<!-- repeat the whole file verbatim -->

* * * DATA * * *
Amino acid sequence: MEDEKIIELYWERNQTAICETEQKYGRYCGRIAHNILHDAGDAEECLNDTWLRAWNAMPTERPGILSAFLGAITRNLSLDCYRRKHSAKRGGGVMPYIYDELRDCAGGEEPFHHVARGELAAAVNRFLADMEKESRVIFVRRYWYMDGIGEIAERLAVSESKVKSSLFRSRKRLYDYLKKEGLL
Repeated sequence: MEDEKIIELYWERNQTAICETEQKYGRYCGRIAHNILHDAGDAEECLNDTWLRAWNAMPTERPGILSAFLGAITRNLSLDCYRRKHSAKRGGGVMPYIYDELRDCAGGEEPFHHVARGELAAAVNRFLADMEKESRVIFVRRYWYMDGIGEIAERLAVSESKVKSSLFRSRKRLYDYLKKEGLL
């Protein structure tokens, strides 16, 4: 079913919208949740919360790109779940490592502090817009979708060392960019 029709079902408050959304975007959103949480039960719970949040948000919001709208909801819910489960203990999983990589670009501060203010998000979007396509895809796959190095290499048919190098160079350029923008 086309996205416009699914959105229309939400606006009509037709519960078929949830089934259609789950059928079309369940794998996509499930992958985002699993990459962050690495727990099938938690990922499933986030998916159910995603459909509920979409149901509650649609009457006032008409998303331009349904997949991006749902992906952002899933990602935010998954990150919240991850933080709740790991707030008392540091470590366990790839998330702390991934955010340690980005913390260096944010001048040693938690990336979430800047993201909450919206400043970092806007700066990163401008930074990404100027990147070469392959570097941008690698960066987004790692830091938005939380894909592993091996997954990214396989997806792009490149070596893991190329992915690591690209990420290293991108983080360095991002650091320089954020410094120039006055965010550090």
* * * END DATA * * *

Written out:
Amino acid sequence: MEDEKIIELYWERNQTAICETEQKYGRYCGRIAHNILHDAGDAEECLNDTWLRAWNAMPTERPGILSAFLGAITRNLSLDCYRRKHSAKRGGGVMPYIYDELRDCAGGEEPFHHVARGELAAAVNRFLADMEKESRVIFVRRYWYMDGIGEIAERLAVSESKVKSSLFRSRKRLYDYLKKEGLL
Repeated sequence: MEDEKIIELYWERNQTAICETEQKYGRYCGRIAHNILHDAGDAEECLNDTWLRAWNAMPTERPGILSAFLGAITRNLSLDCYRRKHSAKRGGGVMPYIYDELRDCAGGEEPFHHVARGELAAAVNRFLADMEKESRVIFVRRYWYMDGIGEIAERLAVSESKVKSSLFRSRKRLYDYLKKEGLL
């Protein structure tokens, strides 16, 4: 079913919208949740919360790109779940490592502090817009979708060392960019 029709079902408050959304975007959103949480039960719970949040948000919001709208909801819910489960203990999983990589670009501060203010998000979007396509895809796959190095290499048919190098160079350029923008 086309996205416009699914959105229309939400606006009509037709519960078929949830089934259609789950059928079309369940794998996509499930992958985002699993990459962050690495727990099938938690990922499933986030998916159910995603459909509920979409149901509650649609009457006032008409998303331009349904997949991006749902992906952002899933990602935010998954990150919240991850933080709740790991707030008392540091470590366990790839998330702390991934955010340690980005913390260096944010001048040693938690990336979430800047993201909450919206400043970092806007700066990163401008930074990404100027990147070469392959570097941008690698960066987004790692830091938005939380894909592993091996997954990214396989997806792009490149070596893991190329992915690591690209990420290293991108983080360095991002650091320089954020410094120039006055965010550090």